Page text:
I just attended a meeting of deans and program directors at colleges and universities that offer Doctor of Nuring Practice (DNP) degrees. Many challenges we face in the graduate education of nurses today were discussed, but one thing seemed universal: Trouble finding enough clinical placements and preceptors for our students. 

There are many reasons for this, and I hope some of them can be overcome. Graduate schools are trying to meet the anticipated needs for an increase in primary care practitioners due to the enactment of the Affordable Care Act, so they are increasing enrollments when possible.  This, of course, increases the number of clinical placements needed for students. Furthermore, there is often more than one school operating in the same city or geographic area.

Another concern among some practice managers is that having students present in the practice will somehow diminish the patients’ experience or slow the provider down, therefore cutting into productivity. This is also a legitimate concern for many practitioners. 

It is important that we all take a minute to remember when we were in school and hoping to learn enough to pass the certification exam to become a nurse practitioner. Do you remember how excited (sometimes even worried or afraid) you were when you went to a new clinical setting, and how much each preceptor meant to you? Remember what they taught you about prevention, health promotion and disease management? Remember how valuable it was to watch them interact with their patients?

I had a preceptor in pediatrics that changed the course of my career. I had been a nurse in the perinatal area and felt like women’s health was my forte. But when I was placed with my preceptor in pediatrics at a federally funded underserved clinic, I knew I had found my home as a clinician. The things I learned from my preceptor cannot be taught in textbooks. In fact, my very first opinion column for The Clinical Advisor 13 years ago (“We need preceptors.” Clinical Advisor.1999; 3:80.) is about this experience. It is as important now as it was then.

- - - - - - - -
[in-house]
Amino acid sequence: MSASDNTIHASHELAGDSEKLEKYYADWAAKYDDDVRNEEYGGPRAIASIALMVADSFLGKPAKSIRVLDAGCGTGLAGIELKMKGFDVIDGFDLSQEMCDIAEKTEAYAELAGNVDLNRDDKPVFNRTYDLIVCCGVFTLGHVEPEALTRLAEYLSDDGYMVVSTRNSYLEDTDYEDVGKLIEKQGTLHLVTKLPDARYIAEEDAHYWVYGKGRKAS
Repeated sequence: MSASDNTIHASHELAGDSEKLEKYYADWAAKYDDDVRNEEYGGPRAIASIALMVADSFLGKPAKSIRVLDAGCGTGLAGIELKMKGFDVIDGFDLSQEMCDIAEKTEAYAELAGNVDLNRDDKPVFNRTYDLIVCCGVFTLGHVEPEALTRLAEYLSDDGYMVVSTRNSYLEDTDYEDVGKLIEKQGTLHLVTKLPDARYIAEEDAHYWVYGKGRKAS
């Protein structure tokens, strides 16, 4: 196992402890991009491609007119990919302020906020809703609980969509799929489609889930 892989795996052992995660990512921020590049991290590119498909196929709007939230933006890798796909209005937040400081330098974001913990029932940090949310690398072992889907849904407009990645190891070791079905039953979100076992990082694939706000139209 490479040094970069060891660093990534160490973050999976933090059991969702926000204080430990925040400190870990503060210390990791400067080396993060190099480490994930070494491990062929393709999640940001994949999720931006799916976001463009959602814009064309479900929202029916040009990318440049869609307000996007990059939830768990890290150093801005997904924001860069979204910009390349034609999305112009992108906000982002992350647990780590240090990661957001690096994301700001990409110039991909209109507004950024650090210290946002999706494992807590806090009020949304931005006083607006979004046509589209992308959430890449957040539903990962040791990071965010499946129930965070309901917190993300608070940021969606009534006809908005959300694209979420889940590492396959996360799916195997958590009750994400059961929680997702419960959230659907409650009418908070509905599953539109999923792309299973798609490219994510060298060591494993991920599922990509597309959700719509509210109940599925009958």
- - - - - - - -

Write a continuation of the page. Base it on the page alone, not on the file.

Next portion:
Without practicing nurse practitioners partnering with schools, students becoming nurse practitioners is just not possible.  The universities and colleges whose students you precept owe you. Unfortunately, most of them cannot express their gratitude monetarily. I hope they at least say thank you. I know many who precept do it out of the goodness of their hearts and because they are professionals.

Current students need you now, just like you needed a preceptor when you were in school. If you are taking a student into your practice this fall, I thank you, even though you may not be taking my students. 

If you were not planning to precept a student this year, but have the ability change your decision or influence the person in your practice who makes that choice, I’d like to ask you to reconsider. Think about giving back and doing what others did for you when you were a student. Paying it forward is always a good thing, especially if you do so for your alma mater!

Julee B. Waldrop, DNP, FNP, PNP, is the Director of the MSN-DNP Program and an associate professor at the University of Central Florida. She provides health care to children at a local community health center.